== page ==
Syria Homs evacuation
A Member of the Syrian Arab Red Crescent helps a man from a besieged area of Homs upon his arrival to the area under government controlReuters

The second round of international peace talks between the rival groups in Syria is set to begin in Geneva as hundreds of civilians flee the rebel-held besieged city of Homs in UN humanitarian aid convoys.

Officials representing President Bashar al-Assad have already arrived in the Swiss city for the talks which are expected to last for five days.

The opposition delegates are yet to reach Geneva. The anti-Assad National Coalition for Syrian Revolutionary and Opposition Forces is likely to be represented by the same set of officials who took part in the earlier round of talks.

The ceasefire agreement between the delegates of the Syrian regime and the opposition group was part of the deal struck in the first round of UN-negotiated talks which ended on 31 January without any significant breakthrough.

The talks which are about to begin have also coincided with the evacuation of at least 600 civilians, mostly women and children, from the war-torn city of Homs.

"The last vehicle has arrived and the total is 611 people," the governor of Homs Talal Barazi told local news channel Al Mayadeen.

The UK-based Syrian Observatory for Human Rights which closely keeps track of the Syrian conflict has also confirmed a similar figure.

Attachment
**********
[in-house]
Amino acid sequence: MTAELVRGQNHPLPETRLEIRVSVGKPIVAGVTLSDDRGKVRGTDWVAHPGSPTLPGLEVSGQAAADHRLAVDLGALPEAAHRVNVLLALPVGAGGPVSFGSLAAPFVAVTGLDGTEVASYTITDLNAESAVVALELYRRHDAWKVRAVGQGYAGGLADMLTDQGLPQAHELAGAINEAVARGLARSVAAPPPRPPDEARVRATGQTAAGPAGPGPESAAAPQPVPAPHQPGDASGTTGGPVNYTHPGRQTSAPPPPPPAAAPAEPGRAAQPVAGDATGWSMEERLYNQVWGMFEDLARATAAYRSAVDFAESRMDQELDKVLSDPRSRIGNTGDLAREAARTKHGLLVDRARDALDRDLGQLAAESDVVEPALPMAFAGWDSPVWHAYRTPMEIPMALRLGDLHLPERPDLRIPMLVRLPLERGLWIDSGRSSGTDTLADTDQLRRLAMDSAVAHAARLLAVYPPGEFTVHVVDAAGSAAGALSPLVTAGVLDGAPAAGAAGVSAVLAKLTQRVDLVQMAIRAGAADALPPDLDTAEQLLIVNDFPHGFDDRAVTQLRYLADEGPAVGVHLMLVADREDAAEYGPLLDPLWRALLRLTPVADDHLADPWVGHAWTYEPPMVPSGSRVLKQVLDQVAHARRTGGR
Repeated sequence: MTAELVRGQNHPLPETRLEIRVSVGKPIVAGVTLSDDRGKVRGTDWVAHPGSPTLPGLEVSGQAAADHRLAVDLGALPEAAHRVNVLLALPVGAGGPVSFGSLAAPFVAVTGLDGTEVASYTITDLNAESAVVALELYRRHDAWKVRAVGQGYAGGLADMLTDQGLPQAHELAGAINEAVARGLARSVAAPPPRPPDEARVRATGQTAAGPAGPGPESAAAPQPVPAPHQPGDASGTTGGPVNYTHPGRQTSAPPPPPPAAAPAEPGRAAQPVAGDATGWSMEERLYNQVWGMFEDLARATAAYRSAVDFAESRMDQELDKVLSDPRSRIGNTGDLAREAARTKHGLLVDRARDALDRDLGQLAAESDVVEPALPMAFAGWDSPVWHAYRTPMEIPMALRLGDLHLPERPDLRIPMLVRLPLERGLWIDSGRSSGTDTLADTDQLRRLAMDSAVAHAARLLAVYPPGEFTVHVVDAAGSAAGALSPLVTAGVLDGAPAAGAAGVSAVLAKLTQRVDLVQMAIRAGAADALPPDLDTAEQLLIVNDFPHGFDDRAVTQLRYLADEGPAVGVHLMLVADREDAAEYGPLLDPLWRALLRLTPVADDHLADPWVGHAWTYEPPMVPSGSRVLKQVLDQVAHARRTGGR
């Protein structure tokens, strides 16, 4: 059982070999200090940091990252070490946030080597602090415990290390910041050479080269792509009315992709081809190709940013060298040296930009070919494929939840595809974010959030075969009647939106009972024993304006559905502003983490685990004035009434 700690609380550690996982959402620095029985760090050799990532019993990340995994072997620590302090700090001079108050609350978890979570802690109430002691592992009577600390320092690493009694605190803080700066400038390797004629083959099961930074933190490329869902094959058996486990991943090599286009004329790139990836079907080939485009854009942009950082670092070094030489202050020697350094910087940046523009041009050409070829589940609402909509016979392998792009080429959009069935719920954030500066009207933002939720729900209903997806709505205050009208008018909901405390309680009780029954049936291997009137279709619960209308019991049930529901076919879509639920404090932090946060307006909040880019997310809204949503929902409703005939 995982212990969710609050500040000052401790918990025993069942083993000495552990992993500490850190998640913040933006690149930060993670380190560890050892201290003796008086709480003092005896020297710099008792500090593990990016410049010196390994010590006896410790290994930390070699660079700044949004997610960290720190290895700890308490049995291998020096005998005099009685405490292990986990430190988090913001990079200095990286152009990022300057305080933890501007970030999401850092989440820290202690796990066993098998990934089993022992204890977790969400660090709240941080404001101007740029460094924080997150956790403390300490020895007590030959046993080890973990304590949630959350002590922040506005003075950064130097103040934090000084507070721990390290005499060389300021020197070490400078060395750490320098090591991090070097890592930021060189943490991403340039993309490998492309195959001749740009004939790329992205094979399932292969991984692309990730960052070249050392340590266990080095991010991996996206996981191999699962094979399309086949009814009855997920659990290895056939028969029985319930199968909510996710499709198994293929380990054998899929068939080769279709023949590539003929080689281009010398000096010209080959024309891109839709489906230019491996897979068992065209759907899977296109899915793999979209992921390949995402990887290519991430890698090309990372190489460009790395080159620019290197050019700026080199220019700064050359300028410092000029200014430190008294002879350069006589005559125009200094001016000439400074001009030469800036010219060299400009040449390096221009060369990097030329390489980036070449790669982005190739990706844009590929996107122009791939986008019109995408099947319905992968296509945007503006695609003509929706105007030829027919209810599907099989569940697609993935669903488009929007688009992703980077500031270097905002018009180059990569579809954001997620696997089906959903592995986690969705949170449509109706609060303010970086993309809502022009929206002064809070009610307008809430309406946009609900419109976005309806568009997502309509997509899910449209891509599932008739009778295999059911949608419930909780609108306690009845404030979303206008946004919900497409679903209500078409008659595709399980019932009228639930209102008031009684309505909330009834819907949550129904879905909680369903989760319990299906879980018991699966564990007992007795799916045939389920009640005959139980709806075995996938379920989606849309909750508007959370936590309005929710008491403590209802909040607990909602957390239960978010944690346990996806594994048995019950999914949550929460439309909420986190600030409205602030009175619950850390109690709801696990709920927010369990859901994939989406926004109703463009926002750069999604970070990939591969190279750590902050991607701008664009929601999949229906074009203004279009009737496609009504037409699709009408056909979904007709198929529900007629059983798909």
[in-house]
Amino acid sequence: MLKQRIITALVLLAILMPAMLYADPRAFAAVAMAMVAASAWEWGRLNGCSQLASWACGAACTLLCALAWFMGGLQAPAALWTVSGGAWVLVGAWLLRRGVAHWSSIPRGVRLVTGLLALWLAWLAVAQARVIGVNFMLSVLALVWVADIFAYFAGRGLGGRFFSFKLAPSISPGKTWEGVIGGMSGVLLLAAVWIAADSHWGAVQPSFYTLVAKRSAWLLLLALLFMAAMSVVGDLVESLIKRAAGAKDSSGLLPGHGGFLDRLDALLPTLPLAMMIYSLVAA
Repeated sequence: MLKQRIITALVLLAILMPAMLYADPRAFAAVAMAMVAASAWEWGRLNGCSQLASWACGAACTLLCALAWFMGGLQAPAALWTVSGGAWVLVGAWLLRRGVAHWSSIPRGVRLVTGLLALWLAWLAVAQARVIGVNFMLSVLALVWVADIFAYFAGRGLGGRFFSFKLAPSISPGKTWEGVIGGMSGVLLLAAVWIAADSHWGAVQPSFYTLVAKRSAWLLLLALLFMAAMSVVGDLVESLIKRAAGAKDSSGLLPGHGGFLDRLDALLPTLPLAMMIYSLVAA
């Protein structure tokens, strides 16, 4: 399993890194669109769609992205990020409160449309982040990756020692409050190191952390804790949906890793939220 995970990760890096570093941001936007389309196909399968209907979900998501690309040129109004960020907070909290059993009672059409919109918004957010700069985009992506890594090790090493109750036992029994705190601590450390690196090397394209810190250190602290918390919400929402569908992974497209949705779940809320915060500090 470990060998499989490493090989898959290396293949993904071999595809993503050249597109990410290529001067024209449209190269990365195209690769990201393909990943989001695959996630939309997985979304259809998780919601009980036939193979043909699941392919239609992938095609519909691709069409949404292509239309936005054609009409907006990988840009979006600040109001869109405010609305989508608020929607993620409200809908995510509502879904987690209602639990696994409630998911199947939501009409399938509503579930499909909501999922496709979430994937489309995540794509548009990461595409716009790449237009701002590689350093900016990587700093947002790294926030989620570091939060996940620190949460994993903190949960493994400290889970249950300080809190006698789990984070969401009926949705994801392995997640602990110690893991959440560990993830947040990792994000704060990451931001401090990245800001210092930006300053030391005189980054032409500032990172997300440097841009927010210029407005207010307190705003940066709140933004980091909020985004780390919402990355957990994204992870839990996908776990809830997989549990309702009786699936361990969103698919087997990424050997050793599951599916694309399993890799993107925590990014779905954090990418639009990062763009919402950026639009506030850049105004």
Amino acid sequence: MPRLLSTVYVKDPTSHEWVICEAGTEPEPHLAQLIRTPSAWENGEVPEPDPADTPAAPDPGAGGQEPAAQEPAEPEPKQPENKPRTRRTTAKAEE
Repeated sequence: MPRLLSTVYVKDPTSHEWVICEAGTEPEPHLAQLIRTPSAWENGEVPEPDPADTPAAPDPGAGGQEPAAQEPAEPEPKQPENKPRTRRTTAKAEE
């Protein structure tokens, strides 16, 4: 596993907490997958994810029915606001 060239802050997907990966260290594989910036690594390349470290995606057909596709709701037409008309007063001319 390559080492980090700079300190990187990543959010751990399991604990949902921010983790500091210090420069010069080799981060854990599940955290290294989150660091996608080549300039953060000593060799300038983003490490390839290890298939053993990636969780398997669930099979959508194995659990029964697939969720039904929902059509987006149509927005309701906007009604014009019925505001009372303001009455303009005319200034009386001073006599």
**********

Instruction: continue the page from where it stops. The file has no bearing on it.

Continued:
The residents, who were trapped for several months without food supplies, were rescued by UN and Syrian Red Crescent workers, whose convoys earlier faced mortar and gunfire.

The aid workers were also able to bring in relief supplies of food, water and medicine to hundreds of others trapped in Homs. The central Syrian city, a key battleground of the conflict, is home to nearly 2,500 people without much access to emergency supplies.

"When I look around me and see the level of need, and suffering of all - especially the children, the women and the elderly - let me say that even though it's a significant amount of medical and nutritional aid, it's still just a drop. But let's start with this drop," UN humanitarian coordinator in Syria Yacoub el Hillo said in a video, believed to be filmed over the weekend, according to Reuters.

Other people are also expected to be evacuated soon from the city.

"I continue to call on those engaged in this brutal conflict to respect the humanitarian pause, ensure the protection of civilians and facilitate the safe delivery of aid. The United Nations and our humanitarian partners will not be deterred from doing the best we can to bring aid to those needing our help," UN humanitarian chief Valerie Amos said when the aid convoys were attacked.